Jnifen says she remains committed to fighting negative stereotypes about Muslims but laments that progress has been slow. In Italy, she still finds herself patiently explaining that not all Arabs are terrorists, any more than all Italians are Mafiosi. “Sometimes there’s not much you can do,” she says. “If people are prejudiced, I’ll ask them, ‘Have you ever been to an Arab country?’ No. ‘Have you ever read any Arabic literature?’ No. ‘Do you know about Islamic art?’ No. ‘Do you have Arabic friends?’ No. ‘Okay, so where do you get your ideas about Arabs from?’ And they’ll say, ‘Television.’ So I am sad for them. Maybe I will never change their point of view, but I try.” An Italian citizen since 1992, Jnifen says she’s been offered roles within several government parties but doesn’t find the country’s current political landscape very inviting. “So I’m watching,” she says.
Over lunch at L’Avenue in Paris, as a veritable conga line of bejeweled and well-groomed ladies—designer Elie Saab’s wife, Claudine; a Qatari princess; actress Michelle Yeoh—stop by the table to exchange air kisses and chitchat in French, English, Arabic, and Italian, Jnifen tells me of a recent battle that resulted in a particularly sweet victory. Late in 2010, shortly before the revolt began in Tunisia, she got word that her vacation house near Tunis—which is next door to one of Ben Ali’s homes in the exclusive suburb of Sidi Bou Saïd—was being confiscated by the government at the behest of one of the president’s brothers-in-law. (House seizures carried out under false charges of malfeasance validated by corrupt judges were common during the dictatorship.) Jnifen hired lawyers, fought back, and after a few months, won the case. In the meantime, Ben Ali fled the country to hide out in Saudi Arabia. In June, Tunisia’s new regime sentenced him in absentia to 35 years in jail, making it unlikely that he’ll ever again be spotted in Jnifen’s neighborhood.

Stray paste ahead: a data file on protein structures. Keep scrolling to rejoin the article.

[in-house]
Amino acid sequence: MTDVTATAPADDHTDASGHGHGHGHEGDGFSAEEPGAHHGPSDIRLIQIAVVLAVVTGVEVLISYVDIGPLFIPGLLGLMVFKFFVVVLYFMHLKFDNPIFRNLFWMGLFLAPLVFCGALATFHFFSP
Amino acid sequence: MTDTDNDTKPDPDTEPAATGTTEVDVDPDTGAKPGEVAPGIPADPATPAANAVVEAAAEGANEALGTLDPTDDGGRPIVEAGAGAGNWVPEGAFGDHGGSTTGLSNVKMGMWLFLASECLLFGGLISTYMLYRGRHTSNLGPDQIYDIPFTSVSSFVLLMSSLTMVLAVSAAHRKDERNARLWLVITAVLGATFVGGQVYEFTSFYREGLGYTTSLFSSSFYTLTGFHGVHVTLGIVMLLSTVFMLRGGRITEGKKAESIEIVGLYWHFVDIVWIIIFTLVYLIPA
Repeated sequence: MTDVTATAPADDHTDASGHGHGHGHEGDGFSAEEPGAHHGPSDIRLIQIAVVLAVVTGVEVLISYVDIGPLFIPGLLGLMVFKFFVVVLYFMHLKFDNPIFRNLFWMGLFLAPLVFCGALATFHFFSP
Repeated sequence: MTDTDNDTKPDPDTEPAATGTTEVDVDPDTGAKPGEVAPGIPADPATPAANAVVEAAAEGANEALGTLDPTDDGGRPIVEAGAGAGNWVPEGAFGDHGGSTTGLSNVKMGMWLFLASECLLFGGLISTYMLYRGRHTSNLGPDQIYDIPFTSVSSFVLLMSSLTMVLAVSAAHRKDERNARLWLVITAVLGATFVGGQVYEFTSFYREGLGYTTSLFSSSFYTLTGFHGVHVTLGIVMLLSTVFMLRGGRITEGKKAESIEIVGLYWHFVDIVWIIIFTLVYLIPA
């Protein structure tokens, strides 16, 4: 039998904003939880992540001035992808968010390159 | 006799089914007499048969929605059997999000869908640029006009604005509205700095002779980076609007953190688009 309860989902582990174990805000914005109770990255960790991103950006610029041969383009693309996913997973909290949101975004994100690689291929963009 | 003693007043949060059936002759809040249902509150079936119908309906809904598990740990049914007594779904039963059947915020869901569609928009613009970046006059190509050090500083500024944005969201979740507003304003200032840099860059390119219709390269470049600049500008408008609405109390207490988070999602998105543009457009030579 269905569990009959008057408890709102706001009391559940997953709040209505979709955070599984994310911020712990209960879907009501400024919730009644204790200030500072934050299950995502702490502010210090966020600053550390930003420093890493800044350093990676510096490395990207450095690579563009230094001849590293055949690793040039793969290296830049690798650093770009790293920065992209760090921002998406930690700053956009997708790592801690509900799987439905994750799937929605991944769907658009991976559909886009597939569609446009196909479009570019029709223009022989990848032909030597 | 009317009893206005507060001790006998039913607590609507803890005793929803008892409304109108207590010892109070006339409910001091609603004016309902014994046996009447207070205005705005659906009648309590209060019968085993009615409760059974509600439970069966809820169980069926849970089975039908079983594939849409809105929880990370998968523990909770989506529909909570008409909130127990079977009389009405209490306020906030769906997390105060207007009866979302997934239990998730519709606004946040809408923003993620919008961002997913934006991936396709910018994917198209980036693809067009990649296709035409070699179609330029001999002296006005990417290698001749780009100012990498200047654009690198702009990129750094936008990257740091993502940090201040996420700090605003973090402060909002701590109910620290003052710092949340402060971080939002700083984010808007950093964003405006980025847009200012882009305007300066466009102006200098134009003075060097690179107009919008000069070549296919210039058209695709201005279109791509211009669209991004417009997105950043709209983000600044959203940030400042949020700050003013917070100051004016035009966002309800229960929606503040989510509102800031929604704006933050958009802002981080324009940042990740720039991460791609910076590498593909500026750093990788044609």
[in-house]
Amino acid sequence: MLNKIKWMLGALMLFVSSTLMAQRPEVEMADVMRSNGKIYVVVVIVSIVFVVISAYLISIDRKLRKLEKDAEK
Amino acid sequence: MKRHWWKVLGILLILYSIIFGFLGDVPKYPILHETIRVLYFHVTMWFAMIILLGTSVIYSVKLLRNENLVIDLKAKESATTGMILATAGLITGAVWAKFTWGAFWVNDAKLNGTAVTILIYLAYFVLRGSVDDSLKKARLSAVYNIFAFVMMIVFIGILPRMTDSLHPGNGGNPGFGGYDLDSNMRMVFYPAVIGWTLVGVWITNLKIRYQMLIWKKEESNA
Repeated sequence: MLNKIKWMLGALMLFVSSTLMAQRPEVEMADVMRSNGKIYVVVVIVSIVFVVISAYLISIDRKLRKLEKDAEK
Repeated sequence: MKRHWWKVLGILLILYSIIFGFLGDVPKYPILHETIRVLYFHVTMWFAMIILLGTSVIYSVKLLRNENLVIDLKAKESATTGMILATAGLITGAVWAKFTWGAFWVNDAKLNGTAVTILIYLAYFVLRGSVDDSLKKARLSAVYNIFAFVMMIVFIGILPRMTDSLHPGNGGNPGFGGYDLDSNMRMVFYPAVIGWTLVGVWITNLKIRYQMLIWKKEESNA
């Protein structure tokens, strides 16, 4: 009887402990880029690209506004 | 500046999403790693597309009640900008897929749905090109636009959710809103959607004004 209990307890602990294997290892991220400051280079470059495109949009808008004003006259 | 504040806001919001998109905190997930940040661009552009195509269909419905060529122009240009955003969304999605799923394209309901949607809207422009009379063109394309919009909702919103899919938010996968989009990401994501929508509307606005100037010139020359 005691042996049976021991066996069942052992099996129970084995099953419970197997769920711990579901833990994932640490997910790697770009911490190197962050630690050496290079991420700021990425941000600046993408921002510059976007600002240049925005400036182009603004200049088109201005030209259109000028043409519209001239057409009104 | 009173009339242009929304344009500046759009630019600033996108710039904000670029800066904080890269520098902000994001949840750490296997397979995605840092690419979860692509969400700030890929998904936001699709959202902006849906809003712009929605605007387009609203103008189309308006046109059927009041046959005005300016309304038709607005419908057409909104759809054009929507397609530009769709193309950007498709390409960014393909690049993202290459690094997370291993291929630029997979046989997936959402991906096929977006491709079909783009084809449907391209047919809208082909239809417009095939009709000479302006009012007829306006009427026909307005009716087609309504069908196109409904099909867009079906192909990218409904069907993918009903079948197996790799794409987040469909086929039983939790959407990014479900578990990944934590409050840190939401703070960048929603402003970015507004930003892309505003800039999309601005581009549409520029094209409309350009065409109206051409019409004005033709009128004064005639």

And whatever happens with Tunisia’s fledgling democracy—Jnifen wasn’t thrilled to see the Islamist Ennahda party come out ahead in October’s election—she’s ecstatic that Tunisians no longer need to leave the country to have the freedom to make choices about their future. “Nowadays when I go to Tunisia,” she says, “I’m smiling the entire time.”